Tiger Offers Ride for Dutiful Son
This tale narrates the story of a tiger who, upon being moved by a dutiful son’s filial piety, offers him favors.
A long time ago in a village lived a dutiful son who was so poor he could not afford food for his mother, and he had to ask for food from the family he worked for as a farmhand, and ride on the back of a tiger to serve the food to his mother. There was another dutiful son who had to travel far to get medicine for his ailing father and a tiger appeared and let him ride on its back. Another dutiful son was accompanied by a tiger when he went to live in a hut by his father’s grave to serve his three-year mourning ritual (simyosari). Yet another dutiful son found strawberries (or paper plant shoots, bamboo shoots, carp, ripe persimmons, or lichen) in the winter for his mother, and when she died, a tiger kept his side during the three-year mourning and also found him a bride.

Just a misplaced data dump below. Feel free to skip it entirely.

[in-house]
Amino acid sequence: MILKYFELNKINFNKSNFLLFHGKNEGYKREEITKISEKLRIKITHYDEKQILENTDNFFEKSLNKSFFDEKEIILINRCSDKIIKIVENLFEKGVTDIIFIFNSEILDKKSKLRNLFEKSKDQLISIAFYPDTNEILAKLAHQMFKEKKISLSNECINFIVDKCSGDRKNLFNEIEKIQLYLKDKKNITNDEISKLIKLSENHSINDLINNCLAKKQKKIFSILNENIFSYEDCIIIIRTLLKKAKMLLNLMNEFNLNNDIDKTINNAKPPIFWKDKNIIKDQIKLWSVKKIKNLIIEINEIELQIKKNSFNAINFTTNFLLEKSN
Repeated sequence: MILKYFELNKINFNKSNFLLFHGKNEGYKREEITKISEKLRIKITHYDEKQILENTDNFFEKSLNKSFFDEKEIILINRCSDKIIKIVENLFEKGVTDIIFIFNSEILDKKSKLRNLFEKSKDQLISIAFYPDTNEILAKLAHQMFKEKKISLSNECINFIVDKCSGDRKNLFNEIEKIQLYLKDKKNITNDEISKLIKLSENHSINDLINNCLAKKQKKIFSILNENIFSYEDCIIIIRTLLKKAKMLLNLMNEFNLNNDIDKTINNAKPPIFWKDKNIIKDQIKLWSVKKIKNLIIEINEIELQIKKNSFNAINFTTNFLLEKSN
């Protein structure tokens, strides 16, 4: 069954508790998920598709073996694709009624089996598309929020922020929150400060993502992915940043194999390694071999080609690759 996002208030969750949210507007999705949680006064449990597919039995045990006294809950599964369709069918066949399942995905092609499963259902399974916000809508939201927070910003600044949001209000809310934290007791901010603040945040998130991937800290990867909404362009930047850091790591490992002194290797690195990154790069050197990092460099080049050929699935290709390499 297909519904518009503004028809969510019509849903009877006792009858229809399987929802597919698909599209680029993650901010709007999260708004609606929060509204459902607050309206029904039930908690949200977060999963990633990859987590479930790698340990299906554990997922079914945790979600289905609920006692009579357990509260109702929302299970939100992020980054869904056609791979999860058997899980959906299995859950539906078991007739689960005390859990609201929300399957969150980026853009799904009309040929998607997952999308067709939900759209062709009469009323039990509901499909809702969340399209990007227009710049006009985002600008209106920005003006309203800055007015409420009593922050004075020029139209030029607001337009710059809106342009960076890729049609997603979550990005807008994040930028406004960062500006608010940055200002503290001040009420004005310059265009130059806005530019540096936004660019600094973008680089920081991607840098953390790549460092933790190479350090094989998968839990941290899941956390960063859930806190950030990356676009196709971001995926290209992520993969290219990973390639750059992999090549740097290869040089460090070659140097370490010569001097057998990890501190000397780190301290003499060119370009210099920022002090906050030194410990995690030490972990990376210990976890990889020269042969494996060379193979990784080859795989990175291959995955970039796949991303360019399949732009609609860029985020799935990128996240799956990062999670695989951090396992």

The reason a tiger offers the dutiful son these favors is owed to the son’s devoted filial piety. This tale is transmitted only in the oral tradition. The only reason that a tiger, which is a feared beast, helps humans is because it is moved by filial piety, indicating that at the time, filial piety was perceived as the highest virtue.